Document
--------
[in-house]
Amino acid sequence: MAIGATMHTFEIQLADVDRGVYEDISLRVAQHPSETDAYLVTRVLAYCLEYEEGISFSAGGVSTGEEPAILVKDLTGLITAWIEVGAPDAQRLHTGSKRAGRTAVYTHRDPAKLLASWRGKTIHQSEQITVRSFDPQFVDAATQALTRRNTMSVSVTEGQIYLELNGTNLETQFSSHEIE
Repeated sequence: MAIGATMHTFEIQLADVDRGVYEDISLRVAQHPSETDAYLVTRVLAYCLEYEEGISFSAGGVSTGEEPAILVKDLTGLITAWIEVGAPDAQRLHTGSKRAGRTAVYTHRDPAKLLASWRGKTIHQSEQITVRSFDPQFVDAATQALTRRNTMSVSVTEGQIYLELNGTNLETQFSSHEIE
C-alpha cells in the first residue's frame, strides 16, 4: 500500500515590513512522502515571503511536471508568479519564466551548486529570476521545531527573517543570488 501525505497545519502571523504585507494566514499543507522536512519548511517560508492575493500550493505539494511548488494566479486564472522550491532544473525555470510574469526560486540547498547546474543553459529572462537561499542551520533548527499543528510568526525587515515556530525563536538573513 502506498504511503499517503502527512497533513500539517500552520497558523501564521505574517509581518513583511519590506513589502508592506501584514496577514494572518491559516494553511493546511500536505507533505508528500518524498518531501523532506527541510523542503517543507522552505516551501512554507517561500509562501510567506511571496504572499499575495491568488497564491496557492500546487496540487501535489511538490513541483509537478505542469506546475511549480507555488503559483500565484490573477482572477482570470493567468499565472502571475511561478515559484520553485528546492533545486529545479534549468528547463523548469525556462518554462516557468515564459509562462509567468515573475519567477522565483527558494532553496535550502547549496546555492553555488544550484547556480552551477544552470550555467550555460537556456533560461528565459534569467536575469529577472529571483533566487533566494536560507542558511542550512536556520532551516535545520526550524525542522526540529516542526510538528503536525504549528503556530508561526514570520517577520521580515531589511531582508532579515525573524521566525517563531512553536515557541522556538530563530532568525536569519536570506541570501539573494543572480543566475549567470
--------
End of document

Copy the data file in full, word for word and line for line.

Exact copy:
[in-house]
Amino acid sequence: MAIGATMHTFEIQLADVDRGVYEDISLRVAQHPSETDAYLVTRVLAYCLEYEEGISFSAGGVSTGEEPAILVKDLTGLITAWIEVGAPDAQRLHTGSKRAGRTAVYTHRDPAKLLASWRGKTIHQSEQITVRSFDPQFVDAATQALTRRNTMSVSVTEGQIYLELNGTNLETQFSSHEIE
Repeated sequence: MAIGATMHTFEIQLADVDRGVYEDISLRVAQHPSETDAYLVTRVLAYCLEYEEGISFSAGGVSTGEEPAILVKDLTGLITAWIEVGAPDAQRLHTGSKRAGRTAVYTHRDPAKLLASWRGKTIHQSEQITVRSFDPQFVDAATQALTRRNTMSVSVTEGQIYLELNGTNLETQFSSHEIE
C-alpha cells in the first residue's frame, strides 16, 4: 500500500515590513512522502515571503511536471508568479519564466551548486529570476521545531527573517543570488 501525505497545519502571523504585507494566514499543507522536512519548511517560508492575493500550493505539494511548488494566479486564472522550491532544473525555470510574469526560486540547498547546474543553459529572462537561499542551520533548527499543528510568526525587515515556530525563536538573513 502506498504511503499517503502527512497533513500539517500552520497558523501564521505574517509581518513583511519590506513589502508592506501584514496577514494572518491559516494553511493546511500536505507533505508528500518524498518531501523532506527541510523542503517543507522552505516551501512554507517561500509562501510567506511571496504572499499575495491568488497564491496557492500546487496540487501535489511538490513541483509537478505542469506546475511549480507555488503559483500565484490573477482572477482570470493567468499565472502571475511561478515559484520553485528546492533545486529545479534549468528547463523548469525556462518554462516557468515564459509562462509567468515573475519567477522565483527558494532553496535550502547549496546555492553555488544550484547556480552551477544552470550555467550555460537556456533560461528565459534569467536575469529577472529571483533566487533566494536560507542558511542550512536556520532551516535545520526550524525542522526540529516542526510538528503536525504549528503556530508561526514570520517577520521580515531589511531582508532579515525573524521566525517563531512553536515557541522556538530563530532568525536569519536570506541570501539573494543572480543566475549567470